I read in Maud Cunnington's 'Introduction to the Archaeology of Wiltshire' (1949) that "Falkener's Circle [sic] formerly stood in a field called Waylen's Penning."
I know. It could have just been a man called Waylen who owned the field. But what if it's to do with Waylen = the mythological smith Wayland? and the original circle was where he penned his animals? Information to confirm / deny this is welcome...
(SU 10976931) Stone Circle (NR)(remains of) (1)
A standing stone is all that remains of a former circle of stones known as 'Falkner's Circle'. (2)
It is situated about 280 yds east of the West Kennett Avenue, and was described by Falkner in 1840 as consisting of one stone standing, and two recumbent, with the holes of nine others visible (see plan). The ground within the 120 ft diameter circle was completely flat.(3) No change. Published 1:2500 survey correct. (4) Falkner's Circle described simply by Burl as "12 stones set in a 36.6m ring. One stone has survived the intensive farming of the 19th and 20th centuries" (5). Barnatt notes that any stoneholes are now untraceable due to ploughing. (6) Malone (7) refers to the monument as the 'Faulkener ring', and states that it was associated with a neaby barrow (presumably SU 16 NW 44 or 67) and further suggests that the circle 'may date from the early Bronze Age, or the Beaker period'. No excavation has occurred, so dating and association with nearby monuments as well as the original form of the monument, remain uncertain. (5-7)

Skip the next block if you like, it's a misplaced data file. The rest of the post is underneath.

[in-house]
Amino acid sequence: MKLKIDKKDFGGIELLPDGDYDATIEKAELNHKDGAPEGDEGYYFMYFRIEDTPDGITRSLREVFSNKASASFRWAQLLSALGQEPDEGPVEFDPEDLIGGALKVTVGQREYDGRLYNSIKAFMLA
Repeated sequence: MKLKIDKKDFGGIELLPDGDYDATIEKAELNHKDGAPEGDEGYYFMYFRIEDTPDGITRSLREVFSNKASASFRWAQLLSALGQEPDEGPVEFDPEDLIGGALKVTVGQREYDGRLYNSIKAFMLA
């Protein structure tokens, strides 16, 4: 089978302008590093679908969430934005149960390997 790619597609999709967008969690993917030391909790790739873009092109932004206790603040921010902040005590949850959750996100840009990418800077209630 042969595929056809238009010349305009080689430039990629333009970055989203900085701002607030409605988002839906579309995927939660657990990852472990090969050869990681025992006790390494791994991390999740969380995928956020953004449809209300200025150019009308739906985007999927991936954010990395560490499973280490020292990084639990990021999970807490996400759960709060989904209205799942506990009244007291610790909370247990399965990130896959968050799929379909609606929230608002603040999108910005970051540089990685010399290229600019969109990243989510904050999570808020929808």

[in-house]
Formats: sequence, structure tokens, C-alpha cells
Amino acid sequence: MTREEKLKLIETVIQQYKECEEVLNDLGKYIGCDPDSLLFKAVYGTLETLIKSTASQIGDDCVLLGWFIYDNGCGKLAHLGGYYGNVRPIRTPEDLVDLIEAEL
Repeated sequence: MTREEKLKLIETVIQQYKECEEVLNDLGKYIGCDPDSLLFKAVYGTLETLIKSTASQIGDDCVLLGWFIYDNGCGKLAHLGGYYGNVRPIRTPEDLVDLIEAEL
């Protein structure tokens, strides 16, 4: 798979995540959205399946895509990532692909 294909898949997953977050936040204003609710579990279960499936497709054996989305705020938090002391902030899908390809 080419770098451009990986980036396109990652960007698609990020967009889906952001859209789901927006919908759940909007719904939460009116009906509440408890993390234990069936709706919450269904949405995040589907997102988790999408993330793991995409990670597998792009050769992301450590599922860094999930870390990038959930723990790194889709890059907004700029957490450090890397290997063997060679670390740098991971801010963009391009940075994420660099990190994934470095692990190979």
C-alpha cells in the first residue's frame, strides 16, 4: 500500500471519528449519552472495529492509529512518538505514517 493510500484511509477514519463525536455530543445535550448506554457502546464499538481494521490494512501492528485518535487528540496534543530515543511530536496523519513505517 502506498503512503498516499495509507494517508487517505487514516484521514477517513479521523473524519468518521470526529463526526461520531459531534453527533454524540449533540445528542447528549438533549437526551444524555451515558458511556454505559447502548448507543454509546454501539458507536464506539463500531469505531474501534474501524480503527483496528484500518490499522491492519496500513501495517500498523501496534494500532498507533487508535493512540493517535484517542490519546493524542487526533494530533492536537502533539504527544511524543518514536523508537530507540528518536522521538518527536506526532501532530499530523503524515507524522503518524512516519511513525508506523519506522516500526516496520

Falkner's Circle, Wiltshire. Report on Geophysical Surveys, 2002 and 2003
Number of: Pages 7 Figures 8
In March and May of 2002, geophysical surveys were conducted around a standing stone believed to be the last remnant of Falkner's Circle, near Avebury, Wiltshire. Several discrete anomalies lying on an arc approximately 44m in diameter were identified and found to be either post medieval destruction pits or possible stone sockets when excavated in the summer of 2002. An extension to the survey area in 2003 has revealed further similar anomalies, although no obvious patterning was evident.